A to Z: Open Wound, Noseenparentshttps://kidshealth.org/EN/images/headers/P-khAZDictionary-enHD-AR1.jpgLearn more about nose wounds and how they're treated.nose wound in baby, nose wound in toddler, nose wound in preschooler, nose wound in gradeschooler, nose wound in teens, cuts, lacerations, stitches, dictionary, glossary a to z, first aid, wounded, wounds, open wounds, wounds, nose wounds, hurt nose, nose injuries, nose cuts, cuts on noses, cut on nose, injuries, lacerations, open wounds, wounded, woond, bloody nose, nose wounds, wounded nose, hurt nose, cut nose07/31/201204/10/201909/02/2019b5bb6012-5ea0-420b-97b9-5600e562d0a1https://kidshealth.org/ws/RadyChildrens/en/parents/az-nose-wound.html/<p>An open wound of the nose is a <a href="https://kidshealth.org/ws/RadyChildrens/en/parents/bleeding.html/">cut</a> or break in the skin there. The wound may be minor and near the surface of the skin. Or it can&nbsp;be more serious, affecting deeper tissues of the nose, such as cartilage, nerves, blood vessels, or bone.</p> <h3>More to Know</h3> <p>A wound on the face requires medical attention. Doctors may try to close the wound with <a href="https://kidshealth.org/ws/RadyChildrens/en/parents/stitches.html/">stitches</a>, tape, or an adhesive glue.</p> <h3>Keep in Mind</h3> <p>Deep, large, and dirty wounds need more care. (A "dirty" wound is one that germs have gotten into.) After a child receives medical attention for a nose wound, follow instructions carefully to prevent infection and minimize scarring.</p> <p><em>A to Z dictionary entries are regularly reviewed by KidsHealth medical experts.</em></p>
Cuts, Scratches, and ScrapesMost small cuts, scrapes, or abrasions heal on their own. Here are tips for teens on how to treat cuts at home - and when to get medical help.https://kidshealth.org/ws/RadyChildrens/en/teens/cuts.html/8a67c334-f7b8-4aeb-ba0b-d40c0329c38a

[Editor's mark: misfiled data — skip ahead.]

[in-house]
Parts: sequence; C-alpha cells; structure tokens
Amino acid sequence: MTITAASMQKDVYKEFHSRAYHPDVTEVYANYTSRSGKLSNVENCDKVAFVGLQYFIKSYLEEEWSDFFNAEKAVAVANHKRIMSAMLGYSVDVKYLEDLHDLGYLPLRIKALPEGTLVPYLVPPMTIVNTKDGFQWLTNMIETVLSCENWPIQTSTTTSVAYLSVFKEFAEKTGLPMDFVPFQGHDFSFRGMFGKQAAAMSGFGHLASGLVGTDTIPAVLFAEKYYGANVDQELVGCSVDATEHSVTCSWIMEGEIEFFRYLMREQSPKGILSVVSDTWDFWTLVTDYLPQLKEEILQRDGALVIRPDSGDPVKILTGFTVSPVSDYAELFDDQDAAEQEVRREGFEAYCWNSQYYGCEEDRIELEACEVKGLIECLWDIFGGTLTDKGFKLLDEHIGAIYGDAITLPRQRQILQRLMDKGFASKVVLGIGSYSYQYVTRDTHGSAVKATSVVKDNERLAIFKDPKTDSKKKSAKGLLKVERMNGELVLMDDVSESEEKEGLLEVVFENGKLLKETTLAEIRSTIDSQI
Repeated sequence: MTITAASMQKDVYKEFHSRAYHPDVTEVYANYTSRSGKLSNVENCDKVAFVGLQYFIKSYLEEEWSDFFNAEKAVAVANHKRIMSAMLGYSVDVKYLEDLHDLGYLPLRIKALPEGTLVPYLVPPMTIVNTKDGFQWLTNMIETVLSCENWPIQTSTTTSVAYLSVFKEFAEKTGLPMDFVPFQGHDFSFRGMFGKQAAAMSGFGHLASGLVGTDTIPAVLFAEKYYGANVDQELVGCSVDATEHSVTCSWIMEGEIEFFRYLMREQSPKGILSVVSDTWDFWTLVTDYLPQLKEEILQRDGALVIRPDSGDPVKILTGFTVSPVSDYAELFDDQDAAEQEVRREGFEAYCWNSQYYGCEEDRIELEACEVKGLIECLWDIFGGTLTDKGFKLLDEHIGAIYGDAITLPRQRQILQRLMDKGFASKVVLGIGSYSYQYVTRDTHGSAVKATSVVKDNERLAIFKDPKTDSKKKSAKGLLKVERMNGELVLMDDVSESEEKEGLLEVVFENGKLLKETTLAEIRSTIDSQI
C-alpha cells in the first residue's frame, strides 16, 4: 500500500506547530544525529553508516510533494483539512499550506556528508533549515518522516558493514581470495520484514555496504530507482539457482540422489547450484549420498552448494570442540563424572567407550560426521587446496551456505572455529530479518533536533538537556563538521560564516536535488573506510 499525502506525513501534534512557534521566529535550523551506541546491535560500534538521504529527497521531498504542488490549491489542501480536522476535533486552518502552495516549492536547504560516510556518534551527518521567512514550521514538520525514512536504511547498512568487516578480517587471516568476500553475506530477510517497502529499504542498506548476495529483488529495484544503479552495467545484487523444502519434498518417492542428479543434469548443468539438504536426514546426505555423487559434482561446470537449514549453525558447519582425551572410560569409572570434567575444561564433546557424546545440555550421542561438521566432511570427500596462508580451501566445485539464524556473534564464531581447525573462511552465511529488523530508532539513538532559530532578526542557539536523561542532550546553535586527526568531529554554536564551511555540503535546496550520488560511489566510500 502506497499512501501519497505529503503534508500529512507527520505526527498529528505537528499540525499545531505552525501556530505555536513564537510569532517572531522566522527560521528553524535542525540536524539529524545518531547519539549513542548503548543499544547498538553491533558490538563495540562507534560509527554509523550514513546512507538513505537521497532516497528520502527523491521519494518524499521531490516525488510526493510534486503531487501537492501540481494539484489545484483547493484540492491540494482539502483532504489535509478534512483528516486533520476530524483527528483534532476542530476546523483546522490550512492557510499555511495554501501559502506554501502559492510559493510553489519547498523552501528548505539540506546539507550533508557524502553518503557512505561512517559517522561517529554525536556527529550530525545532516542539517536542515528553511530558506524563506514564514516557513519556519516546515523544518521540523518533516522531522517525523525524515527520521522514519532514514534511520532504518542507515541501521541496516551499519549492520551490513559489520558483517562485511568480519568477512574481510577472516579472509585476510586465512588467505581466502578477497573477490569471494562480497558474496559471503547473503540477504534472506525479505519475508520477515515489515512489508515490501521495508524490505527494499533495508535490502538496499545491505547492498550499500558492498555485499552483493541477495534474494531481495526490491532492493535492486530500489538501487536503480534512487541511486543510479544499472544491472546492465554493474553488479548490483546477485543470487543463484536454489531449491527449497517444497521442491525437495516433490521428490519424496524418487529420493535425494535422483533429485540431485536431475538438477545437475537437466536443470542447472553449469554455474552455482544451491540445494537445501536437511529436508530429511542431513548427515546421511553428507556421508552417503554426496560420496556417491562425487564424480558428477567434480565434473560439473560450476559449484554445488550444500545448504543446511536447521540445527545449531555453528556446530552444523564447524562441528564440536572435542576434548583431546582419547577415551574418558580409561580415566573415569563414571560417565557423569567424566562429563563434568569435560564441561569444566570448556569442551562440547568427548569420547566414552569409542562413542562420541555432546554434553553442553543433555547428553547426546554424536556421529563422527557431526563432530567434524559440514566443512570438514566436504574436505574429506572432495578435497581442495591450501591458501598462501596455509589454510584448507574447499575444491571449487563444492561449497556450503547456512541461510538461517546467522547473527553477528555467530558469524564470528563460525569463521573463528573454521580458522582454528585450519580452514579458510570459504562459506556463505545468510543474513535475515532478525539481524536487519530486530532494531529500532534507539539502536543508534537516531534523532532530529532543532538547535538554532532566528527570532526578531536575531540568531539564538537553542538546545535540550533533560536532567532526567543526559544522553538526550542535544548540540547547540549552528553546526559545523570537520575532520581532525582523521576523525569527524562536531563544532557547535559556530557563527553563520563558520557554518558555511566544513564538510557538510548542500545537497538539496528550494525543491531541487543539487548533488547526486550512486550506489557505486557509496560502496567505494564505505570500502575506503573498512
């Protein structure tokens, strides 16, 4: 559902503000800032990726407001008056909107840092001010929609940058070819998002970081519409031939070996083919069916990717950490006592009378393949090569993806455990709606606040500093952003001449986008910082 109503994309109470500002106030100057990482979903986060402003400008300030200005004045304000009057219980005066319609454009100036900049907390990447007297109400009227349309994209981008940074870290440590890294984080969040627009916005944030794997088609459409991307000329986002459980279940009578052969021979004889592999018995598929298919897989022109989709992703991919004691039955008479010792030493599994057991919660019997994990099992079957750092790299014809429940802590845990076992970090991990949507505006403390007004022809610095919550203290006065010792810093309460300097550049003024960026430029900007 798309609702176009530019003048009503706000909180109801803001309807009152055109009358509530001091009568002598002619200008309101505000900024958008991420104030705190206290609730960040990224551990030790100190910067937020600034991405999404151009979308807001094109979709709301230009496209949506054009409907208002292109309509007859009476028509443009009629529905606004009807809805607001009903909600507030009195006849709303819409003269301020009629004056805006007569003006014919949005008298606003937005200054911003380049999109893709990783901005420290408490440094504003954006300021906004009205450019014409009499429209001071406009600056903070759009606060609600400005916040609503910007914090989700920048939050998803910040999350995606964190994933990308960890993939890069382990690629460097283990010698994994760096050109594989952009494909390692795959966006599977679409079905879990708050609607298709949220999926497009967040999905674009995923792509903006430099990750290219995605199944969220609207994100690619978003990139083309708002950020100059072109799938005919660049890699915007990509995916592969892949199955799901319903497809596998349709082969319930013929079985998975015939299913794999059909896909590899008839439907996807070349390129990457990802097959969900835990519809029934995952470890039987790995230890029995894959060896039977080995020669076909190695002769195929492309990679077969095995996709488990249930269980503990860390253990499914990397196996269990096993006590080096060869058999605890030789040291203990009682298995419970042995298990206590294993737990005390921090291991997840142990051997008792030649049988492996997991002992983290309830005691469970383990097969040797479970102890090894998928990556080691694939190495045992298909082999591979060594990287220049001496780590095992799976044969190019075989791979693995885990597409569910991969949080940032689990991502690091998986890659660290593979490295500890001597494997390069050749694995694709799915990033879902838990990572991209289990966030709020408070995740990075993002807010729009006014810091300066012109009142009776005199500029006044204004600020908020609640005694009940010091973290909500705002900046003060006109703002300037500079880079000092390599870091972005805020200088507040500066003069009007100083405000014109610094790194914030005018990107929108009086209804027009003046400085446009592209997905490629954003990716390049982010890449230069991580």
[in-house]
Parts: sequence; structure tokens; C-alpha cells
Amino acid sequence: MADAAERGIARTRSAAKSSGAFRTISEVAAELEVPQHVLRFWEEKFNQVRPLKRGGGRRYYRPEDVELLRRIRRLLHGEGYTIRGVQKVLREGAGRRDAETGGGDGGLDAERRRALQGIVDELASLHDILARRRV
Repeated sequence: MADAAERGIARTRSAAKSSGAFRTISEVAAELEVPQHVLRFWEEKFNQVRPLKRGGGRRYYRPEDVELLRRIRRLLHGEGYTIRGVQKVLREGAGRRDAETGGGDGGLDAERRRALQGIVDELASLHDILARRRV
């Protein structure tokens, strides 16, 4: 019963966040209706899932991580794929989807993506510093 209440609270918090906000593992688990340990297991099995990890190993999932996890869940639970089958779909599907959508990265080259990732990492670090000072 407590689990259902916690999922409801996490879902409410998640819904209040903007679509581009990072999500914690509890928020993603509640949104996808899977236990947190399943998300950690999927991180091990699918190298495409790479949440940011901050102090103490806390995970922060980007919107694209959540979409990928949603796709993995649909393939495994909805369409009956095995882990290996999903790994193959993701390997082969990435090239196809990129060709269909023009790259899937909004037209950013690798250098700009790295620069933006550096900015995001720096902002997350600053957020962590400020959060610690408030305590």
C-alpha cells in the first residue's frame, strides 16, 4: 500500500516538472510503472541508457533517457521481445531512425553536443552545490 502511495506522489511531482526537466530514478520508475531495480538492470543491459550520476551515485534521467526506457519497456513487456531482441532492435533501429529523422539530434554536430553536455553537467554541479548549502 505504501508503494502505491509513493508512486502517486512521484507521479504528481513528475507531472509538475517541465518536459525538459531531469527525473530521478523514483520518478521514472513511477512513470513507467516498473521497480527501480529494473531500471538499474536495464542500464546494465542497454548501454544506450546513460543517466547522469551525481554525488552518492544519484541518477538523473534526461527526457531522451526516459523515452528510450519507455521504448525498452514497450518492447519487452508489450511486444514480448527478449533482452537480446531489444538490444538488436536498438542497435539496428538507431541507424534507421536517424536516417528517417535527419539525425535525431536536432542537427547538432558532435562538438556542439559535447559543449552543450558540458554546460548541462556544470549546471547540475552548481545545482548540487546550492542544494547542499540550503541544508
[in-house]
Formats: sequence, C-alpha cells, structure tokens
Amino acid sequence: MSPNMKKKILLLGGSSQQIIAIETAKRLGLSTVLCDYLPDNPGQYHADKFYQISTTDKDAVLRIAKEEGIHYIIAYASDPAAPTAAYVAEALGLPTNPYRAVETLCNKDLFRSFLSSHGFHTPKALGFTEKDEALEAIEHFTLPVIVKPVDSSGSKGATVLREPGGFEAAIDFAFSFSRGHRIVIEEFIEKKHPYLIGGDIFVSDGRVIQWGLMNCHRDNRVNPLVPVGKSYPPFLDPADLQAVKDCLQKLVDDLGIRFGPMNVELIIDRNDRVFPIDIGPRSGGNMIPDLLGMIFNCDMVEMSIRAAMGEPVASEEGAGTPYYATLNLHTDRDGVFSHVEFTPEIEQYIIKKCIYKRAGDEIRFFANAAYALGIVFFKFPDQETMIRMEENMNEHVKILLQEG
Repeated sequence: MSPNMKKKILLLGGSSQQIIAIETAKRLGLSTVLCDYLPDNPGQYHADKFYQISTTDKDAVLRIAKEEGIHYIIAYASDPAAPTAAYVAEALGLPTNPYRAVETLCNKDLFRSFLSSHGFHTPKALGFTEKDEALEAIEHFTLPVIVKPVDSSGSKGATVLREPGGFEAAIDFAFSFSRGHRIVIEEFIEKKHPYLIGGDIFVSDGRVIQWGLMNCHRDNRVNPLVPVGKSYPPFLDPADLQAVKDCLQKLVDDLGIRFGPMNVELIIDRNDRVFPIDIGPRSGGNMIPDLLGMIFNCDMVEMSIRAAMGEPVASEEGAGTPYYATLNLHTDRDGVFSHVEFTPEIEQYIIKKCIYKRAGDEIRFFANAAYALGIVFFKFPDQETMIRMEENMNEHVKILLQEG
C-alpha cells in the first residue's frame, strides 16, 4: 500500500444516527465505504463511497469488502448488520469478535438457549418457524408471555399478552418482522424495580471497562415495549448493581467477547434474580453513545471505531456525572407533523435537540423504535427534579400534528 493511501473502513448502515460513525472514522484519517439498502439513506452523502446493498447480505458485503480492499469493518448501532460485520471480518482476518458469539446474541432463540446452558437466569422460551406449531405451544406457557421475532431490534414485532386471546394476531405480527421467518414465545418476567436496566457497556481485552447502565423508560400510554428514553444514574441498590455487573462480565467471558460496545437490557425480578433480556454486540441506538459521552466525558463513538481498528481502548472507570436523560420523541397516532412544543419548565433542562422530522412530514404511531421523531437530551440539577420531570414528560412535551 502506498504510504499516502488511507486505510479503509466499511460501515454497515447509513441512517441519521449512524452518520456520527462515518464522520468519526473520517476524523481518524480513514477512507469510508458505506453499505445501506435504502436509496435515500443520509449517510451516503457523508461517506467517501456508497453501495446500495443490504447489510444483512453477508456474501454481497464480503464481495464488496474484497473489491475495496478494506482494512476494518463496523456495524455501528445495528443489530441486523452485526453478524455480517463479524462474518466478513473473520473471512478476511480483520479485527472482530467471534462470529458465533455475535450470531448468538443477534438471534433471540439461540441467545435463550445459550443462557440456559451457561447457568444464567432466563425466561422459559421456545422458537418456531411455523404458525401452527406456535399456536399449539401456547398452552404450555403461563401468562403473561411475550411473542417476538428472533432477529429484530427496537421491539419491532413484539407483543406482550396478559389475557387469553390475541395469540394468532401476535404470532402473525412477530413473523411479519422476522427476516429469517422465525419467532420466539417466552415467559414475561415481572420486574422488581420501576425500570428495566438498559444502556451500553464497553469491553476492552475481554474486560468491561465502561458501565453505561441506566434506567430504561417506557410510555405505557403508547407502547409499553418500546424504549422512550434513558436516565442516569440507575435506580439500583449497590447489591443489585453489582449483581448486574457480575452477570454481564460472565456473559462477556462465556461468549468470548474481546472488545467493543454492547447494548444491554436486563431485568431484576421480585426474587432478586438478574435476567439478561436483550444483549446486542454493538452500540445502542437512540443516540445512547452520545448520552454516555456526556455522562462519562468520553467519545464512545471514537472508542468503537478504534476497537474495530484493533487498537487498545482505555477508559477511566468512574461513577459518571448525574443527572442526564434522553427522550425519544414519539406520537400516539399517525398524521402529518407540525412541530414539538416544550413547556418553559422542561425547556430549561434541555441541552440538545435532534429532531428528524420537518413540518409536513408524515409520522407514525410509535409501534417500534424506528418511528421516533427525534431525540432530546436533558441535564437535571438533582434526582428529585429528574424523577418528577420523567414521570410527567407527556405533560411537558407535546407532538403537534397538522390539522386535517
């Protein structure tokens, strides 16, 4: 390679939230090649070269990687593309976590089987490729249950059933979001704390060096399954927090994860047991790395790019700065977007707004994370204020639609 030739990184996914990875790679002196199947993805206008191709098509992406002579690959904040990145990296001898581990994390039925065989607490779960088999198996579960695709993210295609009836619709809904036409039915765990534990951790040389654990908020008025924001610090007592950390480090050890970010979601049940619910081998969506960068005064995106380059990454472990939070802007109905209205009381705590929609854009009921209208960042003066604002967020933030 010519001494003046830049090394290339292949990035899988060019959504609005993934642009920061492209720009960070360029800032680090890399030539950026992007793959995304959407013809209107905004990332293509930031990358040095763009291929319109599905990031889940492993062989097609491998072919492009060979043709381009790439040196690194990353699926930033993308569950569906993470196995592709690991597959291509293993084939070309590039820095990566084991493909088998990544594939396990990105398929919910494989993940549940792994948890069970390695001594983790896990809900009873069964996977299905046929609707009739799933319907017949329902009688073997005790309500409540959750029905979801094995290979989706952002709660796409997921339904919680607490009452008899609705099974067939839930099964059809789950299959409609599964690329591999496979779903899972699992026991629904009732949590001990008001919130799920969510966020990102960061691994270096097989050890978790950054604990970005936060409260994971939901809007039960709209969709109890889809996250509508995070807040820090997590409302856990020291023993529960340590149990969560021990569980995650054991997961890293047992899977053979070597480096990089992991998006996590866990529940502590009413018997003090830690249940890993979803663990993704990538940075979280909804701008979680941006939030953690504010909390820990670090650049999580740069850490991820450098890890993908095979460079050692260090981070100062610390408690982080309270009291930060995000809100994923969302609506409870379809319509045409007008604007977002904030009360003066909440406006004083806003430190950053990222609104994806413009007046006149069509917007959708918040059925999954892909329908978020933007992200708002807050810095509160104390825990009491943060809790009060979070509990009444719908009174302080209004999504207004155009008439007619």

Dealing With CutsFind out how to handle minor cuts at home - and when to get medical care for a more serious injury.https://kidshealth.org/ws/RadyChildrens/en/parents/bleeding.html/dd98d89c-e30e-4b99-8178-bb65cc8e9c3d
First Aid: CutsMost cuts can be safely treated at home. But deeper cuts - or any wounds that won't stop bleeding - need emergency medical treatment.https://kidshealth.org/ws/RadyChildrens/en/parents/cuts-sheet.html/e612779f-fd61-449d-947f-c96066443829
First Aid: NosebleedsAlthough they can be serious, nosebleeds are common in children ages 3 to 10 years and most stop on their own.https://kidshealth.org/ws/RadyChildrens/en/parents/nosebleeds-sheet.html/954f063f-b8d3-4b44-ab81-ce290d2286d5
NosebleedsAlthough nosebleeds are usually harmless and easily controlled, it may look like a gallon of blood is coming from your nose! Read this article to find out what causes nosebleeds and how to stop them.https://kidshealth.org/ws/RadyChildrens/en/teens/nosebleeds.html/695497a4-722e-46b9-9a3d-084e206b8f6c
Wound Healing and CareHow well a wound heals depends on where it is on the body and what caused it – as well as how well someone cares for the wound at home. Find out what to do in this article for teens.https://kidshealth.org/ws/RadyChildrens/en/teens/wounds.html/8698279b-71fb-496e-a138-9564f07e71f2
Your NoseYour nose helps you breathe, smell, and taste. Find out how in this article for kids.https://kidshealth.org/ws/RadyChildrens/en/kids/nose.html/ccc17a91-5c1a-4652-b93b-16e0d5a84dae